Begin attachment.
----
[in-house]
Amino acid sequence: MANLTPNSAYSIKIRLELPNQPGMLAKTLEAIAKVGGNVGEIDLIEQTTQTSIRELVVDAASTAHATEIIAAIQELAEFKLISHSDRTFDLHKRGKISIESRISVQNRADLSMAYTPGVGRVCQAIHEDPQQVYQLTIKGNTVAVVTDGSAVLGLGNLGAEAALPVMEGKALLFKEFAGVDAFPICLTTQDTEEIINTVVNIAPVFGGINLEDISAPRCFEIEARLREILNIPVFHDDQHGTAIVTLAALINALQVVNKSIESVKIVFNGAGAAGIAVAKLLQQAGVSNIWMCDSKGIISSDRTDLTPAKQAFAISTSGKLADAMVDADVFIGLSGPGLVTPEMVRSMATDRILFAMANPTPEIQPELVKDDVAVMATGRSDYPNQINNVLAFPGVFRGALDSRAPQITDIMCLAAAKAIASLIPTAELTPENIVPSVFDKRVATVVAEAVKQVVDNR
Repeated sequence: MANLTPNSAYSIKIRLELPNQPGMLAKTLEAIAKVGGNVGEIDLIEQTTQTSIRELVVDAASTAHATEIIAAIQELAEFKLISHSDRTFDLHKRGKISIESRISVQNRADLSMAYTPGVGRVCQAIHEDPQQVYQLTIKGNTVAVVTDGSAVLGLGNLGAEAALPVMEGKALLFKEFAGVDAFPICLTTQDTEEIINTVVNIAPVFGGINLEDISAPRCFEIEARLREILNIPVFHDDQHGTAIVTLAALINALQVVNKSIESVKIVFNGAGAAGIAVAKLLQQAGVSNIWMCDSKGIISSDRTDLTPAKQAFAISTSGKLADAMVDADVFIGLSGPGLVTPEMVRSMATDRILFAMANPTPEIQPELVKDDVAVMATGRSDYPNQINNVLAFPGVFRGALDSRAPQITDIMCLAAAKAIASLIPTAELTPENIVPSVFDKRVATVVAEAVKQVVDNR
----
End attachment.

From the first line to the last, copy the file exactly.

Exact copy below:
[in-house]
Amino acid sequence: MANLTPNSAYSIKIRLELPNQPGMLAKTLEAIAKVGGNVGEIDLIEQTTQTSIRELVVDAASTAHATEIIAAIQELAEFKLISHSDRTFDLHKRGKISIESRISVQNRADLSMAYTPGVGRVCQAIHEDPQQVYQLTIKGNTVAVVTDGSAVLGLGNLGAEAALPVMEGKALLFKEFAGVDAFPICLTTQDTEEIINTVVNIAPVFGGINLEDISAPRCFEIEARLREILNIPVFHDDQHGTAIVTLAALINALQVVNKSIESVKIVFNGAGAAGIAVAKLLQQAGVSNIWMCDSKGIISSDRTDLTPAKQAFAISTSGKLADAMVDADVFIGLSGPGLVTPEMVRSMATDRILFAMANPTPEIQPELVKDDVAVMATGRSDYPNQINNVLAFPGVFRGALDSRAPQITDIMCLAAAKAIASLIPTAELTPENIVPSVFDKRVATVVAEAVKQVVDNR
Repeated sequence: MANLTPNSAYSIKIRLELPNQPGMLAKTLEAIAKVGGNVGEIDLIEQTTQTSIRELVVDAASTAHATEIIAAIQELAEFKLISHSDRTFDLHKRGKISIESRISVQNRADLSMAYTPGVGRVCQAIHEDPQQVYQLTIKGNTVAVVTDGSAVLGLGNLGAEAALPVMEGKALLFKEFAGVDAFPICLTTQDTEEIINTVVNIAPVFGGINLEDISAPRCFEIEARLREILNIPVFHDDQHGTAIVTLAALINALQVVNKSIESVKIVFNGAGAAGIAVAKLLQQAGVSNIWMCDSKGIISSDRTDLTPAKQAFAISTSGKLADAMVDADVFIGLSGPGLVTPEMVRSMATDRILFAMANPTPEIQPELVKDDVAVMATGRSDYPNQINNVLAFPGVFRGALDSRAPQITDIMCLAAAKAIASLIPTAELTPENIVPSVFDKRVATVVAEAVKQVVDNR